headacheCervicogenic headaches, or headaches referred from the neck, occur in about 2.5% of adults. While most people treat their headaches with medication, research is showing that exercise may be a better long-term solution, particularly for chronic neck pain. Researcher Jari Ylinen MD, PhD from Central Hospital in Finland and his colleagues investigated the effects of Thera-Band® strengthening exercises and endurance exercises in patients with headaches and arm pain associated with neck pain. His findings were published in the Journal of Rehabilitation Medicine.

Previously, Dr. Ylinen published landmark studies showing Thera-Band cervical exercisesrelieve or even completely eliminate pain and restore function in patients with chronic neck pain.” His most recent study investigated the same program in patients with neck pain and headaches. In the blinded, randomized controlled trial, 180 female office workers with head and neck pain were assigned to a strengthening group, endurance training, or control group.

Training methods. Both training groups started with 2 weeks of clinical rehabilitation and a home exercise program, 5 days per week. The endurance group exercised by lifting their head up from supine for 3 sets of 20, while the strengthening group used a dynamic isometric Thera-Band exercise in a sitting position for 1 set of 15 in 4 directions.

Both training groups also performed dumbbell exercises including the shrug, press, curl, bent over row, fly, and pull over.  The endurance group performed these exercises for 3 sets of 20 using a 2 kg dumbbell, while the strength group performed these exercises for 1 set of 15 at a 15RM resistance using dumbbells. Both groups also performed squat, sit-up, and back extension resistance exercises, as well as stretches for the upper back, shoulder, and neck. The control group performed aerobic exercise 3 times per week for 30 minutes, and received written information on stretches to be performed at home for 20 minutes.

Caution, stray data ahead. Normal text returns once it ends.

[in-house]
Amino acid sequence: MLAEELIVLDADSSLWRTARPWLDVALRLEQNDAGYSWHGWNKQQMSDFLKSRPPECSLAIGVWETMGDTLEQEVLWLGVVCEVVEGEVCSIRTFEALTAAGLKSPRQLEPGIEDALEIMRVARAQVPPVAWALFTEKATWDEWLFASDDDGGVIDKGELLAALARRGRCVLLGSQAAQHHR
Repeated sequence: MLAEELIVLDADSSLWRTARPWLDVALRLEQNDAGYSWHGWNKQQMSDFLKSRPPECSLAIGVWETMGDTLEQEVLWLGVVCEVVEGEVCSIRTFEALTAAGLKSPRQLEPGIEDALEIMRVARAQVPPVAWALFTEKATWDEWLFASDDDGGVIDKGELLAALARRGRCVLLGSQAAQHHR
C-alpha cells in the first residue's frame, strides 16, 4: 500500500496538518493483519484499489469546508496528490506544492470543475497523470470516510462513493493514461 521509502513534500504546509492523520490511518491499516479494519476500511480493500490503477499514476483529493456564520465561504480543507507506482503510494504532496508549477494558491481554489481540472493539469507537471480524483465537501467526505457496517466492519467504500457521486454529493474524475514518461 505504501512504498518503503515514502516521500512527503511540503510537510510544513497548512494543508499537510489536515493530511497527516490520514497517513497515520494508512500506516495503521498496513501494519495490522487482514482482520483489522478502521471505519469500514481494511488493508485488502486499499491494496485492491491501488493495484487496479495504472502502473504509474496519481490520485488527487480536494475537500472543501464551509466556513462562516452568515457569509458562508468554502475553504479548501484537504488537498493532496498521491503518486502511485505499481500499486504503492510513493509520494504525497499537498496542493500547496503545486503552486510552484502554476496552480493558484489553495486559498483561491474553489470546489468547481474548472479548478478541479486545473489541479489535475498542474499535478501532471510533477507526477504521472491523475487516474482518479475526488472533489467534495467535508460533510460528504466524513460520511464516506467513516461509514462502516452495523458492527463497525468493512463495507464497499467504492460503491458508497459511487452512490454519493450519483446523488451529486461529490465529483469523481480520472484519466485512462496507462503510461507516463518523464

Results. At a 12 month follow-up, the strengthening group utilizing Thera-Band resistance decreased their pain levels by 58-69%. The table below summarizes the percent decrease in headache pain, upper extremity pain, and neck pain in each group compared to their baseline measurement.

Headache pain Upper Extremity pain Neck pain
Strength Training 69% 58% 69%
Endurance Training 58% 70% 61%
Control Group 37% 21% 28%

The authors noted that patients with the most severe headaches had the most improvement in their neck pain after strength training including Thera-Band resistance. Their findings were similar to Jull and colleagues who found manipulative therapy combined with neck exercise was effective at reducing headaches.

In conclusion,  Dr. Ylinen and his colleagues stated that stretching alone is not effective. They suggested that strength or endurance exercise combined with stretching exercise is effective at reducing headache and arm pain associated with neck pain. In addition, patients should continue exercising for at least a year, which may prevent recurrence of pain up to 3 years.

Ylinen et al. 2010. Effect of neck exercises on cervicogenic headache: a randomized controlled trial. J Rehabil Med. 42:344-49.

Visit the Thera-Band Academy Neck Pain Resource Center here

Related Research Articles:

Ylinen J. et al. 2003. Active neck muscle training in the treatment of chronic neck pain in women. A randomized controlled trial. JAMA. 289(19):2509-2516.

Ylinen JJ et al. 2006. Effects of twelve-month strength training subsequent to twelve-month stretching exercise in treatment of chronic neck pain. J Strength Cond Res. 20(2):304-8.

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